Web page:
The Milky Way is a very chilled galaxy. It meekly produces stars at a rate of one solar mass per year, and its supermassive black hole is not having any major outbursts – but it’s not always been like this. During its formative years, from 13 to eight billion years ago, our galaxy was a chaotic and exciting place.
Maosheng Xiang and Hans-Walter Rix from the Max Planck Institute for Astronomy detailed the teenage years of the Milky Way, its collision with other galaxies, its production of stars, and the creation of heavy elements that will over time make planets and eventually us.
The team used the data from the European Space Agency’s Gaia telescope that worked out the position and motion of 1.5 billion stars, plus the Large Sky Area Multi-Object Fibre Spectroscopic Telescope in China that has measured the chemical composition of 9 million stars.
Together, the team extracted the location and motion of 250,000 sub-giant stars, whose age can be determined with high accuracy. A fantastic index of what happened, when, and where, in the history of the Milky Way.
The oldest stars found formed about 800 million years after the Big Bang. The Milky Way started from the collision of small, gas-rich protogalaxies merging to form a flattened shape, 100,000 light-years across and 6,000 light-years thick. This is called the thick disk. The Sun is located in the thin disk, which is within the thick disk and evolved much later.
Based on the observations from this study, published in Nature, the thick disk formed from the get-go of the Milky Way 13 billion years ago. That's two billion years earlier than previously thought. And it also had a very specific peak in star formation roughly 11 billion years ago. This event seems to be connected to the merger between the Milky Way and the Gaia Enceladus Sausage, a satellite galaxy of the Milky Way.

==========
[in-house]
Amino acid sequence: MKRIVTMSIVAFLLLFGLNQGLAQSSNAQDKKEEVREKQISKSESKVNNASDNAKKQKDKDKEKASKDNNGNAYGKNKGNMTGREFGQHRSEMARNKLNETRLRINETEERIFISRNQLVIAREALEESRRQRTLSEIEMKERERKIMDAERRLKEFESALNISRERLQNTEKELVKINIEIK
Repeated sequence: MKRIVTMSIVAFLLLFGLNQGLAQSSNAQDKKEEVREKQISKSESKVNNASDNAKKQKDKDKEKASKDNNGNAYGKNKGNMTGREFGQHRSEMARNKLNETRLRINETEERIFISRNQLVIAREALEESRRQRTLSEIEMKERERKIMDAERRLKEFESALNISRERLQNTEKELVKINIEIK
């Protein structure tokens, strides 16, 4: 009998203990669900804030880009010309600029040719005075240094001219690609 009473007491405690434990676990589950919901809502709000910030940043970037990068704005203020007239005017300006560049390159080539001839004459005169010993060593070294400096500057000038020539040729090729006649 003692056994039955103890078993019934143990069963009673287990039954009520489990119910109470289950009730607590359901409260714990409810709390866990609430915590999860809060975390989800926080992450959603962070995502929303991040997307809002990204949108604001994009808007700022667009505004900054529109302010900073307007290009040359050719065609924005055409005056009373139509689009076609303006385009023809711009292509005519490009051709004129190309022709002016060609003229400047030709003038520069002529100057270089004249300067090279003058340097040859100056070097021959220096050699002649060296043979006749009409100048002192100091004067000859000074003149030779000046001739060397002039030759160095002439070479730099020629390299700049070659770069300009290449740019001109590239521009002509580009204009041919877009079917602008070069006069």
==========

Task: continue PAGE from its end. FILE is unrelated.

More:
The gravitational disruption caused by the high-speed collision pushed gas clouds together, making it easier to create new stars. Even after the merger phase passed, the thick disk continues to be gas-rich and form new stars.
Increased star formation led to the creation of heavier elements, and the subsequent spread as stars die. These tend to “pollute” newer stars and accumulate in the central regions of the galaxy. The observations show instead that the stars in the thick disk have roughly the same composition, suggesting that the gas was well mixed.
Around 8 billion years ago, the gas contracted to what we call today the thin disk. There’s still star formation happening there, but it’s more moderate, the sign that the galaxy entered a calm and more mature era of development.